At this “critical moment” in Scripture, “the apparent contrast between Jesus' way of thinking and that of the disciples emerges,” he said, pointing to Peter's rebuke of Jesus.

“Jesus, in turn, severely rebukes Peter, because he does not think 'according to God, but according to men', and plays – without realizing it – the part of Satan, the tempter.”

The Pope explained that we should learn from this example, heeding the words of St. Paul, who says, “Be not conformed to this world; but be reformed in the newness of your mind, that you may prove what is the good, and the acceptable, and the perfect will of God.”

Rather than becoming worldly, we should change the world, he said.

“When the power of the Gospel remains alive in Christians, it can transform 'mankind's criteria of judgment, determining values, points of interest, lines of thought, sources of inspiration and models of life, which are in contrast with the Word of God and the plan of salvation',” he exhorted, citing the 1975 apostolic exhortation of Pope Paul VI, Evangelii nuntiandi.

After the Angelus, Pope Francis greeted various groups of pilgrims present in the square.

Welcoming participants in an international gathering of Catholic lawmakers, he encouraged them “to live the delicate role of representatives of the people in conformity with Gospel values.”

He also noted that Monday marks a Day for the Safeguarding of Creation, sponsored by the Italian Bishops' Conference.

“The theme this year is very important - Educating to care for creation, for the health of our country and our city,” the Pope remarked.  

“I hope that it will strengthen the commitment of all institutions, associations and citizens so as to safeguard the life and health of people also respect the environment and nature.”

 

read more...

12345678

Seeing the Face of Christ in the Poor

Each Sunday, we hear St. Vincent’s name mentioned along with St. Louis and St. Rose Philippine Duchesne during the Eucharistic prayers. St. Louis we know was the King of France. We know St. Rose was a teacher and brought education to all children, especially the Native American Indians. We have heard of St. Vincent and we know he is associated with the poor and that the St. Vincent de Paul Society provides resources to those in need. St. Vincent was involved in the formation of priests and set up missionaries to go out among ordinary people and tell them about Jesus. About 150 years after his death, his missionaries came to the St. Louis area. They asked his intercession on their great mission of reaching out to the people in the wilderness of St. Louis, asking him to be our patron.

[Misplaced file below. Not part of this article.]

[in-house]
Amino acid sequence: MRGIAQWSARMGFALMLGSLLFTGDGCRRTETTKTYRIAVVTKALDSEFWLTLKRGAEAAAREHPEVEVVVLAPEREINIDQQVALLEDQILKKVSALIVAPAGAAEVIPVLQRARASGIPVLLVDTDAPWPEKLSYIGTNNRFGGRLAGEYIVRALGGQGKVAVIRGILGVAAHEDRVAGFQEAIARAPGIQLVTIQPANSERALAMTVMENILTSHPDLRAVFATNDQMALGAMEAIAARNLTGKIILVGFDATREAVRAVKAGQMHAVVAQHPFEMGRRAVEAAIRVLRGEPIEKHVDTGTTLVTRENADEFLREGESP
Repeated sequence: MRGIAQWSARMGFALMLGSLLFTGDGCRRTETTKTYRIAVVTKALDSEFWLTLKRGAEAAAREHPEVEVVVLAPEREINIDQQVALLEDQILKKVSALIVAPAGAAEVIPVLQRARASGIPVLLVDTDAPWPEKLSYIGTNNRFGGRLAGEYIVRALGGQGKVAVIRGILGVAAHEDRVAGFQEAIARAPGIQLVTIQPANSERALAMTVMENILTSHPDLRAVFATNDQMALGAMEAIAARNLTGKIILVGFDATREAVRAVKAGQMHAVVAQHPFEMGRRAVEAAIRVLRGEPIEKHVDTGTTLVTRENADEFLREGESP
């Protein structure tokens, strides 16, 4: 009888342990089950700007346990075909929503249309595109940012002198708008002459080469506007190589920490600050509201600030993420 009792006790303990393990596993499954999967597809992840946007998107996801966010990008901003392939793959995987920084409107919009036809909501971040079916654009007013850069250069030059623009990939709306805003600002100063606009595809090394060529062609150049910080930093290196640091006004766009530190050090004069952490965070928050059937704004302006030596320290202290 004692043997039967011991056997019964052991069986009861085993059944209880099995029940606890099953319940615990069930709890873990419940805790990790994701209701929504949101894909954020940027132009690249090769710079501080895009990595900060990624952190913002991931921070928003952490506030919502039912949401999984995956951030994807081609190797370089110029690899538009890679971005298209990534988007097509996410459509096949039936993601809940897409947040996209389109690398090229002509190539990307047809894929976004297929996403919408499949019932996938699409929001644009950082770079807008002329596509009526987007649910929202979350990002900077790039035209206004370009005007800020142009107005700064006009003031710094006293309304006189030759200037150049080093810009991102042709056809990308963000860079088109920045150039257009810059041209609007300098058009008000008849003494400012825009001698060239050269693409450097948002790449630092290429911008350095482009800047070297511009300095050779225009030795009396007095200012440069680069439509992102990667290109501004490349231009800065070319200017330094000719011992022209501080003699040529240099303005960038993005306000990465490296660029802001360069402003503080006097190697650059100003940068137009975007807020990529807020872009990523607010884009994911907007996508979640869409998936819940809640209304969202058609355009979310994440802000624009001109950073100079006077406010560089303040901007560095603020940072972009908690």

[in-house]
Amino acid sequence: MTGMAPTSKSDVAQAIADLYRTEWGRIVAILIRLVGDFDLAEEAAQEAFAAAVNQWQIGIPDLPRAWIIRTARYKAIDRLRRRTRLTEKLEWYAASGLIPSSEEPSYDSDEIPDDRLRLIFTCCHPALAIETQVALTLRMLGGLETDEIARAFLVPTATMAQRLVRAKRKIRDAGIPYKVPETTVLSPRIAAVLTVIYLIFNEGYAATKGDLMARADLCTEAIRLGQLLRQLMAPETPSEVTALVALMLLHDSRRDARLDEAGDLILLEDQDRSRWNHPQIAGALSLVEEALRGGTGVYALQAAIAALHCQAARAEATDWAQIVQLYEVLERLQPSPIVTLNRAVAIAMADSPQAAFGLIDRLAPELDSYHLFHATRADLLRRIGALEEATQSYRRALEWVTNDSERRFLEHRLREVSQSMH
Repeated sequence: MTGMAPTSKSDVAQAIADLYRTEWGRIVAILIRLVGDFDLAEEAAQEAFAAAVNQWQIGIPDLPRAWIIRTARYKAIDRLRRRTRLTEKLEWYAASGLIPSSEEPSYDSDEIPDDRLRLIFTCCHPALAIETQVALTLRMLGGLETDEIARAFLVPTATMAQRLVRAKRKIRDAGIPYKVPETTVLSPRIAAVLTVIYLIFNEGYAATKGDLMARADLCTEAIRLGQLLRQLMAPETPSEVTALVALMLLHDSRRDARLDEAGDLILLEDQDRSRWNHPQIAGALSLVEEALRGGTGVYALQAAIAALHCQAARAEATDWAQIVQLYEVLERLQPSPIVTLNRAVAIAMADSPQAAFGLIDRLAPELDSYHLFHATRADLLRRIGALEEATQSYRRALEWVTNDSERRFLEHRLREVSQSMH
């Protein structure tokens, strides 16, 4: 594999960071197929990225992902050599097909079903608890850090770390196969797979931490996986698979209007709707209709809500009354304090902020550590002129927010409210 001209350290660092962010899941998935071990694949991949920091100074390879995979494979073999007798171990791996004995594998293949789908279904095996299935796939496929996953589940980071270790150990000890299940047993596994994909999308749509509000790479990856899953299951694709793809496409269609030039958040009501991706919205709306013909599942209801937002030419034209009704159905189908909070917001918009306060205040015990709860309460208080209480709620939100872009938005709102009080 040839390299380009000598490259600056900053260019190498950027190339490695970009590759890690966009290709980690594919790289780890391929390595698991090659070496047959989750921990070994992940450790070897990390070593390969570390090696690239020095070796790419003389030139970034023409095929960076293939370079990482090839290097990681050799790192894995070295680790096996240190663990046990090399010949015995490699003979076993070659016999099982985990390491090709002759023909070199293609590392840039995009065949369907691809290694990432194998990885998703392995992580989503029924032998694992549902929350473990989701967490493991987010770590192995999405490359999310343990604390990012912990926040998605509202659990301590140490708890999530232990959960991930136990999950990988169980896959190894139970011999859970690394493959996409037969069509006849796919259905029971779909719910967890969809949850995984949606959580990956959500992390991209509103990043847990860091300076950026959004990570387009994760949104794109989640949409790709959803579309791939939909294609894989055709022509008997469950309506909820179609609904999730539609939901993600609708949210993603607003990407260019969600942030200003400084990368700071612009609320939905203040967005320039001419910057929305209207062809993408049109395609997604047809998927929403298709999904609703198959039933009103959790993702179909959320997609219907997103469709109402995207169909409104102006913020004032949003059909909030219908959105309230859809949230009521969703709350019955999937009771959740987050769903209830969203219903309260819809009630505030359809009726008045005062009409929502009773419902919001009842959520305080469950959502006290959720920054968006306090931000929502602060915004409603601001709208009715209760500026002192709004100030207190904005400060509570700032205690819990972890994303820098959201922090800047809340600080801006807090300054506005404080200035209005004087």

In 1581, St. Vincent de Paul was born to poor farmers. He was the third son and learned how to tend the animals. His father thought this would be good for him, but Vincent was smart and everyone noticed. The neighbors convinced his father to send him to school and let one of his other brothers tend the animals. Therefore, Vincent went away to school. He got along very well and taught others. His teaching ability would become an asset to him and allow him many opportunities to bring others to Christ. Although, he lived almost 500 years ago, St. Vincent had a very interesting life. While making a journey by boat to a new city where he was assigned, St. Vincent was captured by pirates and sold into slavery. After years as a slave, his master decided to help him escape and chose to go with him. St. Vincent’s Christian example would lead his master to repent and return to the Catholic Church. 

The St. Vincent de Paul Chapel at the Cardinal Rigali Center

Everywhere St. Vincent lived and worked the example of his life would bring others to Christ. He was a tutor in a very rich household. He affected the parents of the children he tutored. In the 1500’s, dueling was the answer to any offense. Honor was everything. One day, the father of his students was in church praying before going off to duel. St. Vincent convinced the father that taking another’s life in a duel was cruel and God did not approve. The father amended his ways and followed the example of St. Vincent. The father and mother became St. Vincent’s greatest supporters and after the mother’s death, the father would go on to become a priest.